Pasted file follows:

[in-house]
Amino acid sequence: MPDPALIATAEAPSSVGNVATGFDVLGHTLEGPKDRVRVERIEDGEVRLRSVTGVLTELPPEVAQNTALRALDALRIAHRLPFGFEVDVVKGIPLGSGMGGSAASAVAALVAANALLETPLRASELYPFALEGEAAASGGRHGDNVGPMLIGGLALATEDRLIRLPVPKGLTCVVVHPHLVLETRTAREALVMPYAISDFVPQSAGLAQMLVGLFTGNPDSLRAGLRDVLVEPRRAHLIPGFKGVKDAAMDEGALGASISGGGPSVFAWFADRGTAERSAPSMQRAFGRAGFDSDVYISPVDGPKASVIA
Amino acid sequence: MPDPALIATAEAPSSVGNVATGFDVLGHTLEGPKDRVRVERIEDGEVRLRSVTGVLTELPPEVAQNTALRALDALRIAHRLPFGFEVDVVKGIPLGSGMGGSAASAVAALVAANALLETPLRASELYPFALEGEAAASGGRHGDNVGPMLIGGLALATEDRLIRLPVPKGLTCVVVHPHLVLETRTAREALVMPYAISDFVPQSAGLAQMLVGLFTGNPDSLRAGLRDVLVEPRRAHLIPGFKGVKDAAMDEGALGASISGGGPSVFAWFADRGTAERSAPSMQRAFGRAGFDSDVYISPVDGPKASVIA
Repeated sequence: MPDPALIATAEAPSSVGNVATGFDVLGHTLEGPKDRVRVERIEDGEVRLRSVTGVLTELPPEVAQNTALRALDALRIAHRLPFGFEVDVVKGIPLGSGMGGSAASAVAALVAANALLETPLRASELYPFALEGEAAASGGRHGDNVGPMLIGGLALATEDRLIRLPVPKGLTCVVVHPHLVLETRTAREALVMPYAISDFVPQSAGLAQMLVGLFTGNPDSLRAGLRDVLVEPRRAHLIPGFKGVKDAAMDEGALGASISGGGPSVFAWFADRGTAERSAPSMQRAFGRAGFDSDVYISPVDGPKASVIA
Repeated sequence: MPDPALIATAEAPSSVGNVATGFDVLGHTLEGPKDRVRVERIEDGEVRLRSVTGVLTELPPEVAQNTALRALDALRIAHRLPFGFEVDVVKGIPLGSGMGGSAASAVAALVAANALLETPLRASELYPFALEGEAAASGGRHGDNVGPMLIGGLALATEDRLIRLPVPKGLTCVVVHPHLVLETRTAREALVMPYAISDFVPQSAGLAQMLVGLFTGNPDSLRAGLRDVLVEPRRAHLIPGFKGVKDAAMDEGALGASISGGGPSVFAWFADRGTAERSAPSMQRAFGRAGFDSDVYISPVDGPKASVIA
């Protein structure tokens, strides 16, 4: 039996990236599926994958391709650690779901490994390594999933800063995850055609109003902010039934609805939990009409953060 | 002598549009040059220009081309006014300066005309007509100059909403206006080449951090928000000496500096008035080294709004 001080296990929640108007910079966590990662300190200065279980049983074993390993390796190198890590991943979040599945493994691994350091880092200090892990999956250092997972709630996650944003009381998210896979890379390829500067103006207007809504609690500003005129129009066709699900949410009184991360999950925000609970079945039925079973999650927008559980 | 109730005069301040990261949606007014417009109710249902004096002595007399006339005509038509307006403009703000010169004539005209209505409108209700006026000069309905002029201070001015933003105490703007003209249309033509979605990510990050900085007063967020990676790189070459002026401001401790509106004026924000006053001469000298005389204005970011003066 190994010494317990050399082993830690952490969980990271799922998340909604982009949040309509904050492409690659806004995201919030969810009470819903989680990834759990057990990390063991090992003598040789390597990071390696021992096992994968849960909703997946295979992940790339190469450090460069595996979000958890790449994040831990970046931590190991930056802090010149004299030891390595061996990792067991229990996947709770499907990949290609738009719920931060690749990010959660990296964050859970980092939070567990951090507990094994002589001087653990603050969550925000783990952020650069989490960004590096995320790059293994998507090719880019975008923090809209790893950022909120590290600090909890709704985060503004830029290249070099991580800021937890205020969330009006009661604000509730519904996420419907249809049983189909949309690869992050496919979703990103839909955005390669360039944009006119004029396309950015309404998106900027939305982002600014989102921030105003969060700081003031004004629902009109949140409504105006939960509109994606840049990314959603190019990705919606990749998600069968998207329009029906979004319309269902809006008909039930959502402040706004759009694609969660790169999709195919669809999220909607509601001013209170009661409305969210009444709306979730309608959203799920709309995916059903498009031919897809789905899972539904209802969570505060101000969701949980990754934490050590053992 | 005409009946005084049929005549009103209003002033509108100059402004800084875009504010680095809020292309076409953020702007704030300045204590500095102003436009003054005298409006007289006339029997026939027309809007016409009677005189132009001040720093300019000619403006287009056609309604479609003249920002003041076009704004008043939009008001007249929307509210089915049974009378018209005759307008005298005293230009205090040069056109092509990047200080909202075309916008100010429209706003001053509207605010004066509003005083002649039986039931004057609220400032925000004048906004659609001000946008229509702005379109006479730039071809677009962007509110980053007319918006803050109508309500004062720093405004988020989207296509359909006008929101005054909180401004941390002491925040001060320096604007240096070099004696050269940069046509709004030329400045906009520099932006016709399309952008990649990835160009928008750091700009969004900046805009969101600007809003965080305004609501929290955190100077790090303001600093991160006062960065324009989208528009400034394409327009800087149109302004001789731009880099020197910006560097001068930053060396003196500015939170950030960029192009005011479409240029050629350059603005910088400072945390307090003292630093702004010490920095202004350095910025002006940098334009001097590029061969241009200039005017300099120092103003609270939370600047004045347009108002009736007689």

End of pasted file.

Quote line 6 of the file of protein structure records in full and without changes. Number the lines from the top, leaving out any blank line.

């Protein structure tokens, strides 16, 4: 039996990236599926994958391709650690779901490994390594999933800063995850055609109003902010039934609805939990009409953060 | 002598549009040059220009081309006014300066005309007509100059909403206006080449951090928000000496500096008035080294709004 001080296990929640108007910079966590990662300190200065279980049983074993390993390796190198890590991943979040599945493994691994350091880092200090892990999956250092997972709630996650944003009381998210896979890379390829500067103006207007809504609690500003005129129009066709699900949410009184991360999950925000609970079945039925079973999650927008559980 | 109730005069301040990261949606007014417009109710249902004096002595007399006339005509038509307006403009703000010169004539005209209505409108209700006026000069309905002029201070001015933003105490703007003209249309033509979605990510990050900085007063967020990676790189070459002026401001401790509106004026924000006053001469000298005389204005970011003066 190994010494317990050399082993830690952490969980990271799922998340909604982009949040309509904050492409690659806004995201919030969810009470819903989680990834759990057990990390063991090992003598040789390597990071390696021992096992994968849960909703997946295979992940790339190469450090460069595996979000958890790449994040831990970046931590190991930056802090010149004299030891390595061996990792067991229990996947709770499907990949290609738009719920931060690749990010959660990296964050859970980092939070567990951090507990094994002589001087653990603050969550925000783990952020650069989490960004590096995320790059293994998507090719880019975008923090809209790893950022909120590290600090909890709704985060503004830029290249070099991580800021937890205020969330009006009661604000509730519904996420419907249809049983189909949309690869992050496919979703990103839909955005390669360039944009006119004029396309950015309404998106900027939305982002600014989102921030105003969060700081003031004004629902009109949140409504105006939960509109994606840049990314959603190019990705919606990749998600069968998207329009029906979004319309269902809006008909039930959502402040706004759009694609969660790169999709195919669809999220909607509601001013209170009661409305969210009444709306979730309608959203799920709309995916059903498009031919897809789905899972539904209802969570505060101000969701949980990754934490050590053992 | 005409009946005084049929005549009103209003002033509108100059402004800084875009504010680095809020292309076409953020702007704030300045204590500095102003436009003054005298409006007289006339029997026939027309809007016409009677005189132009001040720093300019000619403006287009056609309604479609003249920002003041076009704004008043939009008001007249929307509210089915049974009378018209005759307008005298005293230009205090040069056109092509990047200080909202075309916008100010429209706003001053509207605010004066509003005083002649039986039931004057609220400032925000004048906004659609001000946008229509702005379109006479730039071809677009962007509110980053007319918006803050109508309500004062720093405004988020989207296509359909006008929101005054909180401004941390002491925040001060320096604007240096070099004696050269940069046509709004030329400045906009520099932006016709399309952008990649990835160009928008750091700009969004900046805009969101600007809003965080305004609501929290955190100077790090303001600093991160006062960065324009989208528009400034394409327009800087149109302004001789731009880099020197910006560097001068930053060396003196500015939170950030960029192009005011479409240029050629350059603005910088400072945390307090003292630093702004010490920095202004350095910025002006940098334009001097590029061969241009200039005017300099120092103003609270939370600047004045347009108002009736007689």